For over 25 years, the St. Lawrence Action Fund (SLAF) has been actively working in the heart of the St. Lawrence natural ecosystem to support projects that enhance, restore and protect biodiversity, making it one of the Port of Montreal’s most special partners. What a valued ally for the future of the river!

Jean-Éric Turcotte

“The St. Lawrence is a vulnerable giant,” said Jean-Éric Turcotte, Executive Director of the SLAF, “a giant with feet of clay.” The small team of three, supported by a board of directors, has completed nearly 200 projects in all regions of Quebec with just one goal in mind: to protect the St. Lawrence.

The SLAF promotes the financing of projects that are the result of a concerted effort by partners. The Ministère des Transports du Québec, which supports the SLAF through Avantage Saint-Laurent, and private companies are involved. At the regional level, the organizations in the field, the agents, notably the ZIP committees, work together, mobilize and involve their regional partners in order to carry out the projects. “What we are doing is bringing together people who would not naturally work together and who end up offering tangible solutions that benefit the ecosystem. It’s not often that an economically-oriented department and industry organizations like ports work hand-in-hand with environmental organizations. When everyone works together in the same direction, the environment benefits,” he said.

Projects are selected on the basis of three main components: preservation, restoration and enhancement of natural environments, plus the secondary components of education, awareness and knowledge acquisition.

 

Immediate results2022 09 06 voisins projet4

The results don’t take long, said Jean-Éric: “Right away, we can see the results of our work and the beneficial effects of our fund on the environment.”

One example is the creation of shoreline buffer strips that help stop pesticides from the fields from getting into the rivers. “Within two or three years, we see substantial gains in water quality.” In one example alone, 1,200 square metres of riparian strips were created on Île Bouchard last year.

Another example is the creation of artificial habitats for bank swallows. To offset the partial disappearance of their natural nesting boxes due to shoreline development, structures were created and installed that make it possible for swallows to come and nest. Projects of this kind have been carried out in the east end of Montreal, as well as in Kahnawake and Beauport Bay.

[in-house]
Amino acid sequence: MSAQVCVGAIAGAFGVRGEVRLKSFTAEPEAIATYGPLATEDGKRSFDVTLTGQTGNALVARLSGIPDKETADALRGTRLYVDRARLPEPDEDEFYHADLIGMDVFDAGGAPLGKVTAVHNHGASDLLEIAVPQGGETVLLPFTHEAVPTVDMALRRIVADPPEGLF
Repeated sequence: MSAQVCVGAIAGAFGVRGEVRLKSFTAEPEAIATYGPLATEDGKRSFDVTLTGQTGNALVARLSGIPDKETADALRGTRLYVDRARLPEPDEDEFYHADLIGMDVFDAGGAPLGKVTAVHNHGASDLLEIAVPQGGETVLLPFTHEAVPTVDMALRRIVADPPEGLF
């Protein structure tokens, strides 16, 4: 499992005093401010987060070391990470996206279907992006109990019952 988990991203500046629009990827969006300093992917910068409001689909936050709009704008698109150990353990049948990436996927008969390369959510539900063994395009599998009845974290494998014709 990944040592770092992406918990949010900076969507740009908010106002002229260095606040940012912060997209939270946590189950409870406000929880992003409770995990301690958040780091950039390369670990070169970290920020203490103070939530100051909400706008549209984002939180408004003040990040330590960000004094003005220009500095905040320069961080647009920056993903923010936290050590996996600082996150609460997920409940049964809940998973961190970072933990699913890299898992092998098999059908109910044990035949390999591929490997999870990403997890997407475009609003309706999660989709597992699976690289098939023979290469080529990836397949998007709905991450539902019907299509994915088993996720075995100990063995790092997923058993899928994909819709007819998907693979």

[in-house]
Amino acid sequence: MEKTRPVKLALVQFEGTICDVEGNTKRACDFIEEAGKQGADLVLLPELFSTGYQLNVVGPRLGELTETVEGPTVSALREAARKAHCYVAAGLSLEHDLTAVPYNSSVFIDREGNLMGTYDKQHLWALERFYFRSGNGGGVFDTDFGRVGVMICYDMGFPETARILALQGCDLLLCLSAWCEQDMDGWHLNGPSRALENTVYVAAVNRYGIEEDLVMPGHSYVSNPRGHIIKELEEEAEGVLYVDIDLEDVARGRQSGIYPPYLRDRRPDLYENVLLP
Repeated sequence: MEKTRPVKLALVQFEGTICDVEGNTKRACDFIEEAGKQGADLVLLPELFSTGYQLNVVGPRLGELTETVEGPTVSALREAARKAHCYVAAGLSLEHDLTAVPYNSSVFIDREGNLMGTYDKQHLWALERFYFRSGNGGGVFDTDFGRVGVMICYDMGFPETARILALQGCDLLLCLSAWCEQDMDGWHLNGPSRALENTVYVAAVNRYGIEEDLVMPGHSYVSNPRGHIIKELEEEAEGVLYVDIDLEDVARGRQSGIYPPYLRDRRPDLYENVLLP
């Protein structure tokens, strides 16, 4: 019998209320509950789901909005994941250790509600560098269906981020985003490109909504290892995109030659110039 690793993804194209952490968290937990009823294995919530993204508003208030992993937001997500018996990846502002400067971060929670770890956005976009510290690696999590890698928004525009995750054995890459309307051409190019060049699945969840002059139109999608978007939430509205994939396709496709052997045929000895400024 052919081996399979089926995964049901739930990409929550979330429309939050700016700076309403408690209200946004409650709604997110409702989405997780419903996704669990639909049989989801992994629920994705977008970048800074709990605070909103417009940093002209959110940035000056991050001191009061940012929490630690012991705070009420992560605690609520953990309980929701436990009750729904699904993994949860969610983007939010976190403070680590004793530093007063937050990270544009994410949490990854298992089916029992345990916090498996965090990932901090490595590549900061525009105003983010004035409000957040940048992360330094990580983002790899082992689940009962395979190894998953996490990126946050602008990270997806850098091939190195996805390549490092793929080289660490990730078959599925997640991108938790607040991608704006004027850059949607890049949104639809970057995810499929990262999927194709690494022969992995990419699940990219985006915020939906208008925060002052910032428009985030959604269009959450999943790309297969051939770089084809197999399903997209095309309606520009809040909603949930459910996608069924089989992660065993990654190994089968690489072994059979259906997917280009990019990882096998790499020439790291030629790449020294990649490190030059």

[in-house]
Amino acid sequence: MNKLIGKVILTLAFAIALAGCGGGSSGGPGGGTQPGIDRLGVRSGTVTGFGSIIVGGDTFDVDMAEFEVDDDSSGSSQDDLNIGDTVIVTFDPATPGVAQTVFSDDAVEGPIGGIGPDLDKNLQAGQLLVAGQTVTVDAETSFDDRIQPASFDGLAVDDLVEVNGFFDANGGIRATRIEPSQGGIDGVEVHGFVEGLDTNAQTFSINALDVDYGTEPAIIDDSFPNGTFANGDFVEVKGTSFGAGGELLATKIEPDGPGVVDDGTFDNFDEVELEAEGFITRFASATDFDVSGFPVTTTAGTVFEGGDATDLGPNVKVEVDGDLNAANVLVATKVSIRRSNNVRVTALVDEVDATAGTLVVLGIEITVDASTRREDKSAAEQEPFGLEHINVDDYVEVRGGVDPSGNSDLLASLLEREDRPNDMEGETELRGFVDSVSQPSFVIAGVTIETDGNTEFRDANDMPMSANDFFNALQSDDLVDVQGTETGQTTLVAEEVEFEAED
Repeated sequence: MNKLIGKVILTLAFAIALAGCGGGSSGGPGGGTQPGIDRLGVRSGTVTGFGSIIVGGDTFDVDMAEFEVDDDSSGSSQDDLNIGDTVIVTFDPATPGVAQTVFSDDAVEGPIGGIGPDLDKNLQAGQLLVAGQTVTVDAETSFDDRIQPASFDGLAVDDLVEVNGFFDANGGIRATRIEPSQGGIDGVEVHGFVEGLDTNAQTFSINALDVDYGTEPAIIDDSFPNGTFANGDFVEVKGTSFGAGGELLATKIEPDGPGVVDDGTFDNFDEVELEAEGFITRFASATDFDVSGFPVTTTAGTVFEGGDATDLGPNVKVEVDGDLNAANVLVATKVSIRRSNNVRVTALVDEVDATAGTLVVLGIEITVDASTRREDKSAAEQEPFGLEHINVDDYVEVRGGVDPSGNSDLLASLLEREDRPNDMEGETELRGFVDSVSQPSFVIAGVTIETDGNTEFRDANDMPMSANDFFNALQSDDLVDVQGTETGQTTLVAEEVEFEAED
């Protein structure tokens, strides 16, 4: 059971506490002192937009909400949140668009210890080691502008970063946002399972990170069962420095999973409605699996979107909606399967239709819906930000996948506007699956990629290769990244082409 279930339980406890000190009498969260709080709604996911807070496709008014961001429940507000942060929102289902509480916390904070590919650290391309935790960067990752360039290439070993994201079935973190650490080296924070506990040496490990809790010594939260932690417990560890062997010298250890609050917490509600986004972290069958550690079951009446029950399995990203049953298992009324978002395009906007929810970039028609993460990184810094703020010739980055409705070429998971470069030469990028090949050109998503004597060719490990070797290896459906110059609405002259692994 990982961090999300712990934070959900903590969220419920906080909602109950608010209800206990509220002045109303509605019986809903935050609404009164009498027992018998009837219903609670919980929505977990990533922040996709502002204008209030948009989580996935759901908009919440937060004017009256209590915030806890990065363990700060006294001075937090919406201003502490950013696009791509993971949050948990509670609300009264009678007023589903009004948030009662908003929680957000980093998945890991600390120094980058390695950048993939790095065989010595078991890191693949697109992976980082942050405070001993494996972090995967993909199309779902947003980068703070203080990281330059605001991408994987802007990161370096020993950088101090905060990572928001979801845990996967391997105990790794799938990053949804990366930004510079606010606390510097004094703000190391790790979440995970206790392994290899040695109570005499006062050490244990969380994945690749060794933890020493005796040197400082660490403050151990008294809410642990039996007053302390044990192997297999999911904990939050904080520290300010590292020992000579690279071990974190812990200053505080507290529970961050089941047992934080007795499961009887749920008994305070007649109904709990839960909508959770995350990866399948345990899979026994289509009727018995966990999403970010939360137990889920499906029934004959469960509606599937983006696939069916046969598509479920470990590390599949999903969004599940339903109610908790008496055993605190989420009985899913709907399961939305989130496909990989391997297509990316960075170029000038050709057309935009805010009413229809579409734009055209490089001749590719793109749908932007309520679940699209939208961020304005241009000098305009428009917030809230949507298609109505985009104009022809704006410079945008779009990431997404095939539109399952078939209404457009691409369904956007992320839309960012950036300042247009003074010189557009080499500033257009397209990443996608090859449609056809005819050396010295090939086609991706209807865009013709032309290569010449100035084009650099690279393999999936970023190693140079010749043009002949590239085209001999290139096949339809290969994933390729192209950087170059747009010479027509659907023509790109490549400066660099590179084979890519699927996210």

Recently, the organization also supported an eel habitat restoration project in partnership with the Huron-Wendat Nation. “Due to human-made obstacles, such as dams, some of the eels’ usual migratory routes had become impassable. By creating structures that let them swim up the dams, the eels were able to reclaim their territory and now occupy the waterways upstream of the dams.”

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Act and educate

In addition to the immediate benefits, Jean-Éric emphasized the educational aspect of the projects. “When we install a riparian buffer strip, for example, we usually add a demonstration component. We invite key people who are likely to be involved in other projects so that they can gain the know-how and become able to replicate it somewhere else. And we explain everything it takes to ensure the success of the riparian buffer, like what species to plant, how to stake out the land and how to encourage long-term maintenance.”

 

Still plenty to do2022 09 06 voisins projet9

While Jean-Éric is enthusiastic about what has been achieved so far, there is still a long way to go. “We’re moving in the right direction, but it’s still early days. We’ re just at the start of a long process aimed at making Quebec a more sustainable society,” he said.

What’s the best solution? In light of what the SLAF is currently accomplishing, the best option continues to be large-scale collaboration, including a growing share of public investment, more corporate involvement and greater awareness of civil society.

We can’ t wait to keep working with them for the future!

Below: 
  • Control of the Vase tunicate at the port of Cap-aux-Meules, Magdalen Islands (photos: Comité ZIP des îles)
  • Installation of purple martin nesting boxes in 4 towns linked to the Haut Saint-Laurent ZIP Committee (photos: HSL Zip Committee)
  • Jacques-Cartier ZIP Committee, Installation of swallow boxes, Pointe-aux-Trembles Fort Park, Montreal - 2019 (photos: JC ZIP)
  • Preparation of swallow nesting boxes by the Société de protection et d'aménagement de l'île aux Pommes (SPAIAP) in the private nature reserve of Île aux Pommes - 2021 (photos: Jessica Latouche)